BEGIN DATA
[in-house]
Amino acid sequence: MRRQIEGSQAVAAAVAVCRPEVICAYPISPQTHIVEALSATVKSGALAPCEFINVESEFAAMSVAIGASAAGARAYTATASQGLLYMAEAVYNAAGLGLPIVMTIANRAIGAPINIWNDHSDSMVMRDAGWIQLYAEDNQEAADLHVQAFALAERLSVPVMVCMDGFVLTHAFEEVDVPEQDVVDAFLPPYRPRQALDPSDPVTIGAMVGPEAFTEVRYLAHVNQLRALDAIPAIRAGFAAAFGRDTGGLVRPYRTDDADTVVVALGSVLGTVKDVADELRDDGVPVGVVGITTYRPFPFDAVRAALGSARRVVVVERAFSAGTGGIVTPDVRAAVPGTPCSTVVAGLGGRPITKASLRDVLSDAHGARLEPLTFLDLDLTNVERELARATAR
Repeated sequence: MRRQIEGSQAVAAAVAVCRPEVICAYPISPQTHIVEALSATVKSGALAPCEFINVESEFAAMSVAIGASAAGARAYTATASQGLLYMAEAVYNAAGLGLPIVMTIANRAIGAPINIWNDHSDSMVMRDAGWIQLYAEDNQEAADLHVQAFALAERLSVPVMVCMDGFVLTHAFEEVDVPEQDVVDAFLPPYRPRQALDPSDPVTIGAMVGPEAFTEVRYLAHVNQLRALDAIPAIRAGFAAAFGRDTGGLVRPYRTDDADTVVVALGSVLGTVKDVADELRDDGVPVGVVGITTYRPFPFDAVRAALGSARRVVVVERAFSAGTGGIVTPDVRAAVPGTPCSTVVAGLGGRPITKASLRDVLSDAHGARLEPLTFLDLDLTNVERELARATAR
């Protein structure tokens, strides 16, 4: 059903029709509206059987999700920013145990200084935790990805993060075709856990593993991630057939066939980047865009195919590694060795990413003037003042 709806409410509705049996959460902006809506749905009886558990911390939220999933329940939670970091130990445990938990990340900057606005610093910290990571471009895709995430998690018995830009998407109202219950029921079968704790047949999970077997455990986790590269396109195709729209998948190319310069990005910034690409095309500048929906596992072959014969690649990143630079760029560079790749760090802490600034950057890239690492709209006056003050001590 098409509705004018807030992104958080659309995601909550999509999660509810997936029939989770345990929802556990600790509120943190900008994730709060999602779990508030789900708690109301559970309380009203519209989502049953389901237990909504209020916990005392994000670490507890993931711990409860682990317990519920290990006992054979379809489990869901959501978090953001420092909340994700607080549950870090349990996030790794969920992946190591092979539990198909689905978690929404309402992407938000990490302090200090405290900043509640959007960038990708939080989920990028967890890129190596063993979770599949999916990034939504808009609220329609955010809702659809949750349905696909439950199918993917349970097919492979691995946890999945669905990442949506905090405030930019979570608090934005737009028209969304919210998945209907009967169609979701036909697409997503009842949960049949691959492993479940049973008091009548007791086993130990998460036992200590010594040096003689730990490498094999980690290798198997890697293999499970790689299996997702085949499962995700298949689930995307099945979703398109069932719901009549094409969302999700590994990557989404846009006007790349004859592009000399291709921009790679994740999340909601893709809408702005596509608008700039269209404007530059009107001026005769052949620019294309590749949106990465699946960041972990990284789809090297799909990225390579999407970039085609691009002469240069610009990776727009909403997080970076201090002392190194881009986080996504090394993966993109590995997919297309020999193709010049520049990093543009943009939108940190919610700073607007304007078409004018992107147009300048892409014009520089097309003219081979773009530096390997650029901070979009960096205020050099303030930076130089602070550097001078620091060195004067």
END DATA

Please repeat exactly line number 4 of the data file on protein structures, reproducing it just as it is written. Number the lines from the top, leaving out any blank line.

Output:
């Protein structure tokens, strides 16, 4: 059903029709509206059987999700920013145990200084935790990805993060075709856990593993991630057939066939980047865009195919590694060795990413003037003042 709806409410509705049996959460902006809506749905009886558990911390939220999933329940939670970091130990445990938990990340900057606005610093910290990571471009895709995430998690018995830009998407109202219950029921079968704790047949999970077997455990986790590269396109195709729209998948190319310069990005910034690409095309500048929906596992072959014969690649990143630079760029560079790749760090802490600034950057890239690492709209006056003050001590 098409509705004018807030992104958080659309995601909550999509999660509810997936029939989770345990929802556990600790509120943190900008994730709060999602779990508030789900708690109301559970309380009203519209989502049953389901237990909504209020916990005392994000670490507890993931711990409860682990317990519920290990006992054979379809489990869901959501978090953001420092909340994700607080549950870090349990996030790794969920992946190591092979539990198909689905978690929404309402992407938000990490302090200090405290900043509640959007960038990708939080989920990028967890890129190596063993979770599949999916990034939504808009609220329609955010809702659809949750349905696909439950199918993917349970097919492979691995946890999945669905990442949506905090405030930019979570608090934005737009028209969304919210998945209907009967169609979701036909697409997503009842949960049949691959492993479940049973008091009548007791086993130990998460036992200590010594040096003689730990490498094999980690290798198997890697293999499970790689299996997702085949499962995700298949689930995307099945979703398109069932719901009549094409969302999700590994990557989404846009006007790349004859592009000399291709921009790679994740999340909601893709809408702005596509608008700039269209404007530059009107001026005769052949620019294309590749949106990465699946960041972990990284789809090297799909990225390579999407970039085609691009002469240069610009990776727009909403997080970076201090002392190194881009986080996504090394993966993109590995997919297309020999193709010049520049990093543009943009939108940190919610700073607007304007078409004018992107147009300048892409014009520089097309003219081979773009530096390997650029901070979009960096205020050099303030930076130089602070550097001078620091060195004067």